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Mentor Graphics: LBO Recommended

Posted on Friday, Dec 28th 2007

Our third company in the EDA review is Mentor Graphics (MENT). As I said in the Cadence piece, if any company in the EDA industry is perfect for an LBO, it is Mentor Graphics. It has at least two excellent franchises – DFM and PCB design – and other players in the industry would be happy to buy those at strong premiums, making the private equity investors’ investment thesis one of chopping the company into pieces, and selling off the parts.

Anyway, such prospects are currently not on the horizon. Mentor Graphics had previously announced on November 5, 2007 that its revenue was going to fall short for Q3, at $5.5 million lower than the estimate of $190.5 million. It was blamed on “revenue timing issues on certain key orders that impacted results for the quarter.” The loss was due to a customer who rescheduled a shipment until the following quarter, while another order qualified as a booking but not as revenue. In actual results, Mentor generated $186.3 million in revenue for Q3 ending October 31, 2007, and in line with its reduced guidance. Net loss totaled $9.2 million versus $2.5 million in Q3 2006.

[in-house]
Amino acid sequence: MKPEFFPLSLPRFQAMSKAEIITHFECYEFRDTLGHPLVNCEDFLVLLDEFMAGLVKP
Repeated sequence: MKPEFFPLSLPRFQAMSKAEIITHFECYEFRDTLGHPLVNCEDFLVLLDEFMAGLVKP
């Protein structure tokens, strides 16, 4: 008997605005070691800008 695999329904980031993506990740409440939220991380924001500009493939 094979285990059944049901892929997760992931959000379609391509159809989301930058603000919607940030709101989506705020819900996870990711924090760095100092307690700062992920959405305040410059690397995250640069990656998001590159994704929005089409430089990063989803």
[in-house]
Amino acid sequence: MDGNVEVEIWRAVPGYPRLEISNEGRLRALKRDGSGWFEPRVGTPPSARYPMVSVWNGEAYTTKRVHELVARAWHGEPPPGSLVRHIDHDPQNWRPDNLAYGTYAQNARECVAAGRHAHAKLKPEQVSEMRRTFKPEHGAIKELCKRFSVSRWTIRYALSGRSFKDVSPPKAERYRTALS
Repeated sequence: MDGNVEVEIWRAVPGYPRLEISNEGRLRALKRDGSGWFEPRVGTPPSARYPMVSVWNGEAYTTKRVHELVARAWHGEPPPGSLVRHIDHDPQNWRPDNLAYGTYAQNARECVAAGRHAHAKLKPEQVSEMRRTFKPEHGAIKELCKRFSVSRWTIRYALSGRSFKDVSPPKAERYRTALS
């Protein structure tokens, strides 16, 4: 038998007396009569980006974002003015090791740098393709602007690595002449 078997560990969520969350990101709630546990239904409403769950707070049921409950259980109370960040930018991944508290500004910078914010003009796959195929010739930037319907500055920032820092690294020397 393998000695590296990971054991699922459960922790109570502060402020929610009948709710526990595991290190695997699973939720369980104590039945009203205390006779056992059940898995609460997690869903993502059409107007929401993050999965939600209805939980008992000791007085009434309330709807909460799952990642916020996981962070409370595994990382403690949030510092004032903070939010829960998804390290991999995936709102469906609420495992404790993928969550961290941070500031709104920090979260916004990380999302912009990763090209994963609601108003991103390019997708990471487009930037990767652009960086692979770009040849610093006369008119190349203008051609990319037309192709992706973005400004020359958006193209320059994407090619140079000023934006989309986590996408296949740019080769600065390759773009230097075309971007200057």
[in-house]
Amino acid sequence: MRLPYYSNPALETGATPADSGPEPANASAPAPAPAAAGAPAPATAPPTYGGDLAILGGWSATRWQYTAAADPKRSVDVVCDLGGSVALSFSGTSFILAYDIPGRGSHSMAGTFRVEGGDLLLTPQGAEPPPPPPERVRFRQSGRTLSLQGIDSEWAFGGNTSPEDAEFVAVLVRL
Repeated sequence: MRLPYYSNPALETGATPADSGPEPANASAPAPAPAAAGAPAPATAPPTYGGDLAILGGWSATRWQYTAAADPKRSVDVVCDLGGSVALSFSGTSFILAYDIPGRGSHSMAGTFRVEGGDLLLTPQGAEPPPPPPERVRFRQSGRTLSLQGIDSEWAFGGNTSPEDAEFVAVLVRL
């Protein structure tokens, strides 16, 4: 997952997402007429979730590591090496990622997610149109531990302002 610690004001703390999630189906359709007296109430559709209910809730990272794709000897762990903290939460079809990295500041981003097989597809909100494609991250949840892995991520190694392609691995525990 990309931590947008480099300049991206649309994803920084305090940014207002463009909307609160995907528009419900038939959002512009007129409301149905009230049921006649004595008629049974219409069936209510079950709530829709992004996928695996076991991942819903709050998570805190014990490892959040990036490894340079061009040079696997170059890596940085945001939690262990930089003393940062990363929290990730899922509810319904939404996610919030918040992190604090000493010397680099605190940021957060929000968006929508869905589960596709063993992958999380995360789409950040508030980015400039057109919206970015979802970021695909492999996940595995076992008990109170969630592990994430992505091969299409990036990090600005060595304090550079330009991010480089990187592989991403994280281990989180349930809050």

Mentor’s full year guidance for 2008 projected revenue of $860 million, which would equate to Q4 revenue in the neighborhood of $277.5 million. For fiscal year 2009 Mentor expects a revenue of $920 million, but this comes across extremely optimistic given the last two cycles. However, analysts as well are expecting a revenue performance of $918.7 million. As a result, this combined guidance could be a classic example of over promise and under deliver, especially when downturns in domestic GDP are usually followed by a slowdown in the integrated circuit business. If this cycle breaks, it would be due to the booming international markets. In particular, Mentor’s PCB business should gain from the worldwide boom, as the whole world wakes up to designing electronics for various products – from cars to cameras to phones.

The real company guidance was probably better stated by company President Gregory Hickley when he stated after the early guidance concern, the company sees “mixed economic signals.”